A Leader Is Shot, and Guinea Again Faces Chaos

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Rebecca Blackwell / AP

Soldiers loyal to the ruling military junta stand guard

During his 11 months in power, Guinean strongman Moussa Dadis Camara, an army captain turned head of state, has been famous for his rants on television. Locals call it the Dadis show, and Camara uses his screen time to personally expose corruption and ties between the former regime and the transatlantic cocaine trade.

But on Dec. 3, Camara was shot in the head twice by soldiers loyal to one of his lieutenants. Recuperating in a hospital in Morocco, Camara is unlikely to return to run the country anytime soon. Though his departure won't be mourned, it is probable that worse lies ahead for Guinea, a country of 10 million plagued by extreme poverty, corruption and dire governance.

Analysts like the New York–based Human Rights Watch worry that chaos in Guinea could threaten the wider region. Guinea borders Liberia and Sierra Leone, countries that are still recovering from civil wars that left hundreds of thousands killed or mutilated. To the east lies Ivory Coast, the former jewel of West Africa that remains divided following a civil war that broke out in 2002. Conflicts in this part of the world tend to cross borders, as the Guineans who fought in Liberia's war know all to well. A lively regional arms trade and recruitment of fighters could easily destroy years of peace building.

Camara hardly inspired much hope. In a documentary on news network France24, the 35-year-old soldier was keen to show off his bedside literature: a copy of the self-help book The Power of Positive Thinking. The hallway of his barracks is hung with a clumsy oil painting of him riding a horse, eyes fixed on the horizon like some latter-day Napoléon. Many in Guinea maintain that Camara lost control over the army within months of seizing power in a Christmas coup after the death of President Lansana Conte. He himself admitted as much after a massacre on Sept. 28, in which troops slaughtered some 160 opposition demonstrators in the national stadium. "Even the head of state cannot control this movement," he told French radio station RFI the day after.

And then came his own shooting. It appears to have been triggered by a botched attempt to arrest one of his closest collaborators in the junta, Lieutenant Aboubacar Diakite, alias Toumba, chief of the presidential guard. Toumba and Camara are part of an alliance of commanders that includes Captain Jean Claude Pivi, a former martial-arts champion who did not get along with Toumba.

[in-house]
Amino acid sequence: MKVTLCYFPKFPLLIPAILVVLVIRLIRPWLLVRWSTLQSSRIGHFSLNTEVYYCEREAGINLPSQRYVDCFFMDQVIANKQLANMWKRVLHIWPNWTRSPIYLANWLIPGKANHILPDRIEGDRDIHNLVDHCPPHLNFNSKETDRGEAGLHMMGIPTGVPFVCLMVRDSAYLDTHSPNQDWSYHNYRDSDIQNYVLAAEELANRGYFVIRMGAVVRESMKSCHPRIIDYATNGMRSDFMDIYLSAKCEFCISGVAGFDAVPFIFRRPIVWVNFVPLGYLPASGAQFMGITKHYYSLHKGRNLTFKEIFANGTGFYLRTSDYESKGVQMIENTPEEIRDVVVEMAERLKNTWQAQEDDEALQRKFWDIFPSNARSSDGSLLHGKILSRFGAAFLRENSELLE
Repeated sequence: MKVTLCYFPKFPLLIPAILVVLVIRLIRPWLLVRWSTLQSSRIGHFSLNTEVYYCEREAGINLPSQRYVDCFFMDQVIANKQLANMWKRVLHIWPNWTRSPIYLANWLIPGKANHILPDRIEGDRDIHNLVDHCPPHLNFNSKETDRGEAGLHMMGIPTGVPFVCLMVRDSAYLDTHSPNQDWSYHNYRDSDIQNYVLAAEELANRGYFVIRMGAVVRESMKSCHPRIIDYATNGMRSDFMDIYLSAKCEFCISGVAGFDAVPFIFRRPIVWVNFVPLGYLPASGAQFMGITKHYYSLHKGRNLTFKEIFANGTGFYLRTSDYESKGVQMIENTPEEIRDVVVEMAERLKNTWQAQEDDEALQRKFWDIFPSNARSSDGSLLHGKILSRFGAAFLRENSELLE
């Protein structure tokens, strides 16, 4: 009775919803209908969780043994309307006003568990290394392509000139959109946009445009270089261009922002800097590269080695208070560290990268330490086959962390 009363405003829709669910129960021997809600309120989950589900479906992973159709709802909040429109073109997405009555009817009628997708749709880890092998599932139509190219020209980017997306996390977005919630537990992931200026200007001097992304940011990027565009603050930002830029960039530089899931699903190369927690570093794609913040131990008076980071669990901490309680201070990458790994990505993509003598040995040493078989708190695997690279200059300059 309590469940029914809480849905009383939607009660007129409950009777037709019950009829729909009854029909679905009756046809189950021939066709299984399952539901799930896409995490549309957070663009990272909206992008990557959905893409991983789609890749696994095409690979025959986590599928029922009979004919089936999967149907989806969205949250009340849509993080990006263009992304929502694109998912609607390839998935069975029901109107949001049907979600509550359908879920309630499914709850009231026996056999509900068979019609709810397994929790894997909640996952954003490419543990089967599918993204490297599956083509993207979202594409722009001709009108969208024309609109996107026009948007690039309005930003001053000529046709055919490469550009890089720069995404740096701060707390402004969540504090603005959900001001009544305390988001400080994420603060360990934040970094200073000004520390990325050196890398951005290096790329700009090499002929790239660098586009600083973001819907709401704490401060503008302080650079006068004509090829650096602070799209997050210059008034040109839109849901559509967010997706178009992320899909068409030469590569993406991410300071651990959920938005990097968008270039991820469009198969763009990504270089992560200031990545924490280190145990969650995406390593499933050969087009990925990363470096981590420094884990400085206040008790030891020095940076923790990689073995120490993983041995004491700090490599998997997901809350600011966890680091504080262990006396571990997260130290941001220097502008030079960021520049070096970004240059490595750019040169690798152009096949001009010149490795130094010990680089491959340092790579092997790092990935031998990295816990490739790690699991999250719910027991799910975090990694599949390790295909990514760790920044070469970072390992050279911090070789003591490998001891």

The alliance is one of convenience more than one of ideology. In the main military camp in Conakry, where the junta holes up, each leader has his own barracks and his own loyal troops manning machine guns at the entrance. When I visited the camp in November, the atmosphere was tense and chaotic. Obvious signs of substance abuse — most likely cocaine — showed in the eyes of many soldiers. Men in uniform staggered around shouting and wildly waving their machine guns, and brawls appeared to be routine.

If the junta holds together at all, it will be thanks to its No. 2, General Sekouba Konate. The days after Camara was shot, Pivi's troops launched an assault on Toumba. Various reports of pillaging and violence by opposing factions emerged, but the chaos could have been worse. Konate was quick to outlaw Toumba, who is now in hiding, and scores of his supporters have been arrested.

The junta blames former colonial power France for the shooting, a time-honored way to distract attention and temporarily mend internal strife. Keeping up a smokescreen about Camara's condition also buys time. If Konate can command enough respect from the various factions to hold the military together, then he may emerge as the new leader. Crisis Group, a Brussels-based watchdog that closely follows the situation in Guinea, believes that's a real possibility. But Guinea's opposition is skeptical of his chances. "Right now, there is no government in Guinea," says a prominent politician by telephone from Conakry. "There is no discipline within the army at all." He calls for an international peacekeeping force to protect civilians from the military power struggle.

The big question is how the vacuum at the top in Guinea will impact security in the region. Neighboring countries seem to see the threat of the country's falling apart and engaged Camara and opposition parties to find a peaceful way out. With Camara gone, there might even be the possibility of a breakthrough under Konate. But nobody's betting on it.